Starting a business that not only takes 30 days to produce, but is also produced halfway across the world isn’t easy. Luckily, Jacqueline Sofia & Noora Sharrab made it happen quickly and formed Sitti Soap with the women of Jerash “Gaza” Refugee Camp. By ordering a Sitti Soap product, the customer receives the story of a woman who is now able to further support her family with their purchase. Read on to find out how Sitti Soap was formed and what challenges they had to overcome when first starting their business in August 2016.
Please tell us a bit about yourself and what you sell at Sitti Soap.
We are Jacqueline Sofia & Noora Sharrab – two individual women, inspired by one community of refugee women and their unbreakable determination to find work and support their families. This turned into a conscious enterprise for us when we formed Sitti Soap Company with the women of Jerash “Gaza” Refugee Camp.
One thing was for sure, that the essence and story of the women would be embodied in every piece and product made by Sitti Soap, that what we were about to launch was not just about the soap but about the hope of opportunity, employment, better living standards and sustainable financial security for the women in the camp.
As for the brand, “Sitti” (si-TEE) means “My Grandmother” in Arabic. Living life with love, purpose, wisdom and dignity embodies the Palestinian culture. It’s about keeping hope and peace alive in the midst of chaos. It’s a state of mind.
Each bar of soap is made by hand. There is a lot of love that goes into this soap, as well as skill and patience. Nabulsi olive oil soap must dry for at least 30 days before being wrapped and taken to market for sale. The time it takes to make each batch of Sitti Soap bars represents the commitment of each woman to her family, her community, and her culture. The women of Sitti Soap Company work hard to create quality products for you and your family.
When did you start selling online? Why?
We first started to selling soap through our Facebook page, first with small orders for friends and family and soon we started taking customized unique orders for weddings, baby showers and corporate gifts. We began working closely with clients to create an ideal gift that was a conscious giveaway representing a commitment to the community and a purchased opportunity of hope for the men and women in the refugee camp.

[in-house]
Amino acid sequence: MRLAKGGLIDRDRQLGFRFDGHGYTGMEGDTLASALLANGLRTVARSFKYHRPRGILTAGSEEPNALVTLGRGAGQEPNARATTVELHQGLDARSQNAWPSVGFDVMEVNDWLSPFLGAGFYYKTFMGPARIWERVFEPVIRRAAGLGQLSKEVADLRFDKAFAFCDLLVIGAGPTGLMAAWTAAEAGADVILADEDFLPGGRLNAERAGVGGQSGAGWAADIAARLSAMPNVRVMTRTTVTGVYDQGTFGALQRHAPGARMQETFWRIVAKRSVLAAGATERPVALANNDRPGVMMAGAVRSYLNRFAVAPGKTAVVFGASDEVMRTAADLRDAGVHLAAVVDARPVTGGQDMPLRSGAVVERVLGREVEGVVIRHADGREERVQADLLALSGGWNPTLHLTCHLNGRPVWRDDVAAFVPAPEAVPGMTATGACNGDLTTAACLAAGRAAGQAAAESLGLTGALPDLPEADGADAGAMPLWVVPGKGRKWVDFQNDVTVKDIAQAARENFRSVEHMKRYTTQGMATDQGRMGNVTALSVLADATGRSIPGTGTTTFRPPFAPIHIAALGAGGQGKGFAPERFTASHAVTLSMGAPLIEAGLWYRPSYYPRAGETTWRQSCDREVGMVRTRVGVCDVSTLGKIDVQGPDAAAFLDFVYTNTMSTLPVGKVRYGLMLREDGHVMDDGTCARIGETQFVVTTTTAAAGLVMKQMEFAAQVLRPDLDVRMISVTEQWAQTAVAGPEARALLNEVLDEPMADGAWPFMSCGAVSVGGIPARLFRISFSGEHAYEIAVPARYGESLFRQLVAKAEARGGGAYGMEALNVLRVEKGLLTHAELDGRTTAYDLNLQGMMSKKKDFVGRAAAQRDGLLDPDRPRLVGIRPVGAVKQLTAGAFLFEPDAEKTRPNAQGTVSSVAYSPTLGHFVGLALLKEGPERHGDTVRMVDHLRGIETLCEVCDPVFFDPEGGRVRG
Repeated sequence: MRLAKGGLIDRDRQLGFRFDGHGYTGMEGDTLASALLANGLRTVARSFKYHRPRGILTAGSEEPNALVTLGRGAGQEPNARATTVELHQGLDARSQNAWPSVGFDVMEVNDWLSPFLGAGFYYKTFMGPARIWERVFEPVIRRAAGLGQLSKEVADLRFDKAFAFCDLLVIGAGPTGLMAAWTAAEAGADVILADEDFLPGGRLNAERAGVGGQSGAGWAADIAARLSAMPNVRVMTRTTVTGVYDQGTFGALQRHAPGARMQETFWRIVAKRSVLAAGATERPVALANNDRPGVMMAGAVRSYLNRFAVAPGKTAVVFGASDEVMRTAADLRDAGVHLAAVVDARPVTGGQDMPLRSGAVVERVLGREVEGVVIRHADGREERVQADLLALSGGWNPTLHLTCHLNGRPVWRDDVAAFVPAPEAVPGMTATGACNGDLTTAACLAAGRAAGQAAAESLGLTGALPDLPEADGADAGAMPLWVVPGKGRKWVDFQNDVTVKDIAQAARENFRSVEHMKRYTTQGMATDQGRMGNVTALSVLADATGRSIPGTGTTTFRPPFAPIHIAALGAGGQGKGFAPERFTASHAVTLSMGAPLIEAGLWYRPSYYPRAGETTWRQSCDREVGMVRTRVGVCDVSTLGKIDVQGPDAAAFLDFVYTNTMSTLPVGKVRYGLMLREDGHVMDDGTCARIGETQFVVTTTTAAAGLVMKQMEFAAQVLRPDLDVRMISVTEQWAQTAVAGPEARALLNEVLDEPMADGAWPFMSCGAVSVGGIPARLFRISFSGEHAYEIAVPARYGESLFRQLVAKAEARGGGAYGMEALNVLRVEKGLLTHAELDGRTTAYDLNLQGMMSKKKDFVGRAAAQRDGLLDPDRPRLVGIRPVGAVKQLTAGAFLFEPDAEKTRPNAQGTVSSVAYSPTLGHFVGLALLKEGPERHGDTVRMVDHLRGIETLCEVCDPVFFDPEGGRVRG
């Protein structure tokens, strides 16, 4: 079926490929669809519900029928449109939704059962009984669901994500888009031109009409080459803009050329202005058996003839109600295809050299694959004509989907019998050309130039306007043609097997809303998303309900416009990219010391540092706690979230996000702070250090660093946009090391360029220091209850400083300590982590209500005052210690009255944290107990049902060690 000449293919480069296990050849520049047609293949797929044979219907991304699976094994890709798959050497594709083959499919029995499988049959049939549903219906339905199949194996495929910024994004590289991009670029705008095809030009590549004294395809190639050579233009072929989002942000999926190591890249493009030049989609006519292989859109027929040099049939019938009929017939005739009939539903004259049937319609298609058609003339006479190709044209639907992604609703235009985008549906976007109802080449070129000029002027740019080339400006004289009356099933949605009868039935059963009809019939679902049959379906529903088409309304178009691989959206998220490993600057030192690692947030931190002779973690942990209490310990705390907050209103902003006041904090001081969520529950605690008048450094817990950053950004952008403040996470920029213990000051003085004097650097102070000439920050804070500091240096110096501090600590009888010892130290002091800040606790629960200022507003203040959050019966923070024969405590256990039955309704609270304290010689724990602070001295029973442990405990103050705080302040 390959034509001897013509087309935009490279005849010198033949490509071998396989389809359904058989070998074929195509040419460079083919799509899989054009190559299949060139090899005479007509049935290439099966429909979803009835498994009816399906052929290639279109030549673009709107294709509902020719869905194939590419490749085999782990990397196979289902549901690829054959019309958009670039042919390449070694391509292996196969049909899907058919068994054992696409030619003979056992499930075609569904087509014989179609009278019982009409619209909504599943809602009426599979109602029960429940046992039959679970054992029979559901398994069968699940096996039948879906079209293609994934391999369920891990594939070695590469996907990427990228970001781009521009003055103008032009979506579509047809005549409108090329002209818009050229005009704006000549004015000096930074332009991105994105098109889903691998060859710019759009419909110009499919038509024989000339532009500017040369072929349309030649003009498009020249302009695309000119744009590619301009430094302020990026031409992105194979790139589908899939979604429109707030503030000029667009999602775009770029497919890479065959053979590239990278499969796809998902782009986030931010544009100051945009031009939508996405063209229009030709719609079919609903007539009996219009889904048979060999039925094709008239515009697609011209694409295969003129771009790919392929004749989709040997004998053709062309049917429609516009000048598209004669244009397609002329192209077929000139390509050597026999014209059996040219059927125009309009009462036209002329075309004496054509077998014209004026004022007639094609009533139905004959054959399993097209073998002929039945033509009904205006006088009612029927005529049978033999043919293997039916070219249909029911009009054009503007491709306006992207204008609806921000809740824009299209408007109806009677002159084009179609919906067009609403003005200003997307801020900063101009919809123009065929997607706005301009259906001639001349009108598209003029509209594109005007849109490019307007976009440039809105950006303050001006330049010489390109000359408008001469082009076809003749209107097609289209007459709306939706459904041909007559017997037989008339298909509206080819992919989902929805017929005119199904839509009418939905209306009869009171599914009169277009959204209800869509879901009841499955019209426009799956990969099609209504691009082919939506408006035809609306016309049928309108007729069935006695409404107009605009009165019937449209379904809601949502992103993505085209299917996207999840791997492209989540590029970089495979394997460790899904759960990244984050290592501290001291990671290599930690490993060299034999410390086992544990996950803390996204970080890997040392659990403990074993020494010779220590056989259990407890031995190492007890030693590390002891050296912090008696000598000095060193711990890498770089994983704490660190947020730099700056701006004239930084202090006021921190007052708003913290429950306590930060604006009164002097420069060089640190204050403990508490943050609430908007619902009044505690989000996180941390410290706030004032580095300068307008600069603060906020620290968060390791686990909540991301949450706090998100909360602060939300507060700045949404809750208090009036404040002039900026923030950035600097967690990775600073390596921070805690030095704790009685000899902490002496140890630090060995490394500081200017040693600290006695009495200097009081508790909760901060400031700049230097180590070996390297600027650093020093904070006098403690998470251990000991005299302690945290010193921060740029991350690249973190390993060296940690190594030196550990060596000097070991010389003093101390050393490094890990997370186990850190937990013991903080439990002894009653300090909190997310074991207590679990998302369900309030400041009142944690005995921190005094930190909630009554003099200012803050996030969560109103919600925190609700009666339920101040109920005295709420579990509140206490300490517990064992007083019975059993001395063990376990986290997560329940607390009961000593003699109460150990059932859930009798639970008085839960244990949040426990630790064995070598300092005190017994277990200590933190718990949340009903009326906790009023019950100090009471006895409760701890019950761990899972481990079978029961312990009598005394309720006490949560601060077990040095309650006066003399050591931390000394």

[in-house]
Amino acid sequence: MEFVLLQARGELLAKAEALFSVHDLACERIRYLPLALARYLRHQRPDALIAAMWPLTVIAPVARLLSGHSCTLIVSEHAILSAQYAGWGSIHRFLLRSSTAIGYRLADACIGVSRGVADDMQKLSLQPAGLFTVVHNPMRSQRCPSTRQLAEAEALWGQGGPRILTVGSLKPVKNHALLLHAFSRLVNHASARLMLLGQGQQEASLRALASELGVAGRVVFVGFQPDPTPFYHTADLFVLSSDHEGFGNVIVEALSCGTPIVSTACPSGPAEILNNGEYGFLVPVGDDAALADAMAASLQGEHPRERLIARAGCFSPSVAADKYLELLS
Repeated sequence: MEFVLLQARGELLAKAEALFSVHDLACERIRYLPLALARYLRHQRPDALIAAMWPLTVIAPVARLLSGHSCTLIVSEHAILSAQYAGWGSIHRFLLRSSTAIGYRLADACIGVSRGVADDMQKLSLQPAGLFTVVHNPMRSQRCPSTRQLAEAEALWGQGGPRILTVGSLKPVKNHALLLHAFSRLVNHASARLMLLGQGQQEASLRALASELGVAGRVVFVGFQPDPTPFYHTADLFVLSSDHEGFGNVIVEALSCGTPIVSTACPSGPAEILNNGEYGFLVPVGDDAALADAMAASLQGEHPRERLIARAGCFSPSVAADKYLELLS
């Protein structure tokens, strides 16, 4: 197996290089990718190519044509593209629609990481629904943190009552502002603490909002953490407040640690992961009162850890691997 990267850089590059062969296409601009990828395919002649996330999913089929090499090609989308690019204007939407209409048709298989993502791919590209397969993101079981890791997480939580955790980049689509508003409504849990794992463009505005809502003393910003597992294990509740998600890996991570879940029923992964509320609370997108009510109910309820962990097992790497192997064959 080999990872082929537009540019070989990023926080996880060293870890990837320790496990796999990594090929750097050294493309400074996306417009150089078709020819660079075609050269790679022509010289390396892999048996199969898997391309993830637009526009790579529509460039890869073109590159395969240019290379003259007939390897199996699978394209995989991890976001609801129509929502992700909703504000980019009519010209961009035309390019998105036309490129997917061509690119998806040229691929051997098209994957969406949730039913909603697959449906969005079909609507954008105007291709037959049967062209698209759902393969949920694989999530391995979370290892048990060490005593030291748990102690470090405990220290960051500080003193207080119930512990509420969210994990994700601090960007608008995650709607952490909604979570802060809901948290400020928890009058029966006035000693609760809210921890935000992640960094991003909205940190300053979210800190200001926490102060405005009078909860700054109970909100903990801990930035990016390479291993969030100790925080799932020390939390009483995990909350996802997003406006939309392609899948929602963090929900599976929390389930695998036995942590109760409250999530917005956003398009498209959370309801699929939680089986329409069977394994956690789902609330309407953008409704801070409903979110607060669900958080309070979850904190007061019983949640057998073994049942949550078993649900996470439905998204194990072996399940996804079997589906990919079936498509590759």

We started selling online after Noora relocated to Toronto and launched Sitti Social Enterprise Limited in Ontario, Canada. As a Palestinian-Canadian, Noora wanted to bring the beautifully handcrafted goods and products of Jerash Refugee Camp to the town she grew up in. We launched our Shopify store August 2016.
What are some of the biggest challenges you’ve faced in building and running Sitti Soap?
As a startup, there are always challenges and learning opportunities to grow. It’s never just about producing hand-crafted cold pressed Olive Oil soap. As a team we had to start thinking about the packaging, the target audience, procuring high quality olive oil, training and retaining women in our soap workshop, shipping our products (import/ export), registering the company, and taxes and duties we have to consider in countries we are working in – and the list goes on.
One of the first challenges we faced was raising the startup funds to effectively set up Sitti Soap. When we first got introduced to the women producing soap in the camp, many were using primitive equipment to create the soap. We wanted to make sure that a sensitive product like soap was made in a secure hygienic place and that the women had the right equipment to work. A successful crowd-funding campaign through ‘AfkarMena’ helped raise the initial funds to set up a Sitti Soap Workshop at the Hopes Women’s Centre in the camp.
Fast forward to today, our challenges are reaching out to our target audience online, as we work on penetrating new customers online. It means creating offline and online connections that will get the word out about the story of Sitti.
How do you attract new customers?
When we launched our website: sittisoap.com – we began a small social media advertising budget. This helped us reach out to those that stood for our story, and the simplicity and purity of our soap. By participating in a few offline markets and bazaars, we were able to connect with local community members and sell some soap to get the word out.
We aim to connect with online influencers and local bloggers that stand for our philosophy and want to help make a difference in the lives of refugee women.
Can you share a tip or something interesting you learned in the process of building and running Sitti Soap?
Don’t be afraid to ask questions, and look at how your competitors or other ecommerce stores are doing things. We always have room to innovate, learn from our partners and other startups. In just a few months, we have seen that sometimes it’s all in the details. By implementing the right tools, like Bizzy, on our online store, we are able to help attract a larger audience and retain them.By implementing the right tools, we are able to help attract a larger audience & retain them. Click To Tweet
If you’re looking for high quality soap that also helps support the women of the Jaresh Camp, check out Sitti Soap.